Soho is near the heart of London's theatre area, and is a centre of the independent film and video industry as well as the television and film post-production industry. It is home to Soho Theatre, purpose built in 2000 to present new plays and stand-up comedy. The British Board of Film Classification, formerly known as the British Board of Film Censors, can be found in Soho Square.
Soho is criss-crossed by rooftop free-space communications laser beams, and below ground level with fiber optics, known as Sohonet, which connects the Soho media and post-production community to British film studio locations such as Pinewood Studios and Shepperton Studios, and to other major production centres such as Rome, New York, Los Angeles, Sydney, and Wellington, New Zealand.
There are also plans by Westminster Council to deploy pervasive high-bandwidth Wi-Fi networks in Soho as part of a program to further encourage the development of the area as a centre for media and technology industries.
 Soho and the sex industry
The Soho area has the reputation of being the heart of London's sex industry for at least 200 years, but has increased in the last 50 years.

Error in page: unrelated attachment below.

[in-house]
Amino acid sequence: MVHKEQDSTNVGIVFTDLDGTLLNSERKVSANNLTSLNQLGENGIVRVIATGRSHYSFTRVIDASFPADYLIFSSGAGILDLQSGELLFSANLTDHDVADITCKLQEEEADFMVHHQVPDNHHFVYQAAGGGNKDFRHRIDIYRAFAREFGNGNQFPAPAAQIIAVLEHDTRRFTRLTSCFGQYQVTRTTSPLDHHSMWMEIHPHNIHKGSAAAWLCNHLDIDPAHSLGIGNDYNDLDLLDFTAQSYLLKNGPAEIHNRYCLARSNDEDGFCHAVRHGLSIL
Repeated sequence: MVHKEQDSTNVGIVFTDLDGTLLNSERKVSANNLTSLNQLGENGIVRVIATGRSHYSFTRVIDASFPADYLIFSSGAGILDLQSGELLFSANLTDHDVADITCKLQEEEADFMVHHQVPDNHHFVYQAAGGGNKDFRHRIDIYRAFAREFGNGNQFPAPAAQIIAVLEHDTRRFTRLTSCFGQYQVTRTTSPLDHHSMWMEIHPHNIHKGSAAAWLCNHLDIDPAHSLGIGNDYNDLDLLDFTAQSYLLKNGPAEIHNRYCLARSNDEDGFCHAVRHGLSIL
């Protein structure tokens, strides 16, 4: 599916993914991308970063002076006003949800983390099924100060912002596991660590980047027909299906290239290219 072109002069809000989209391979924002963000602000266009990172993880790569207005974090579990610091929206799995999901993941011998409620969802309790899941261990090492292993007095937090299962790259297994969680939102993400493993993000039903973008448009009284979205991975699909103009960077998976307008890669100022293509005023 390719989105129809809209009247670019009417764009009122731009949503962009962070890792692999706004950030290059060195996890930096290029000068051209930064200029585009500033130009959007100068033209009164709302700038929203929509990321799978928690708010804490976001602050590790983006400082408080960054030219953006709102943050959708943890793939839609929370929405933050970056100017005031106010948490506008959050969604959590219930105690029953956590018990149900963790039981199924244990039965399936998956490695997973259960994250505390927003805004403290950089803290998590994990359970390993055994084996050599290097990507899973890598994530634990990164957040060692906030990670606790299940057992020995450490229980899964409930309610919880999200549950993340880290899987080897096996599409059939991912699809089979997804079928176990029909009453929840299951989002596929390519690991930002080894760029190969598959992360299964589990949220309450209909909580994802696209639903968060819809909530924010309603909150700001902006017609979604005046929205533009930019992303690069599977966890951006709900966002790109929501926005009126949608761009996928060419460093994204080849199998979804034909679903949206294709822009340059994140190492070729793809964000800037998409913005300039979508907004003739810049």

In the 1950s, the area already had several brothels and by the 1970s, in an area stretching from Chinatown along Wardour Street, and up Old Compton Street, there were over 250 unlicensed sex shops, cinemas, clip joints and illegal bars, a large number of brothels, and many freelance prostitutes either soliciting on the street or offering their services from staircases with doors open to the street. The Metropolitan Police Vice squad at this time suffered from several corrupt police officers involved with enforcing organised crime control of the area, but simultaneously accepting "back-handers" or bribes.
Major Organisation was done by Maltese pimps and Prostitutes after the Maltese Government purged the ancient city of Valletta from Prostitution. These sex-related activities were kept alive however in Gzira and mostly exported to Soho where today there one finds the major control of prostitution.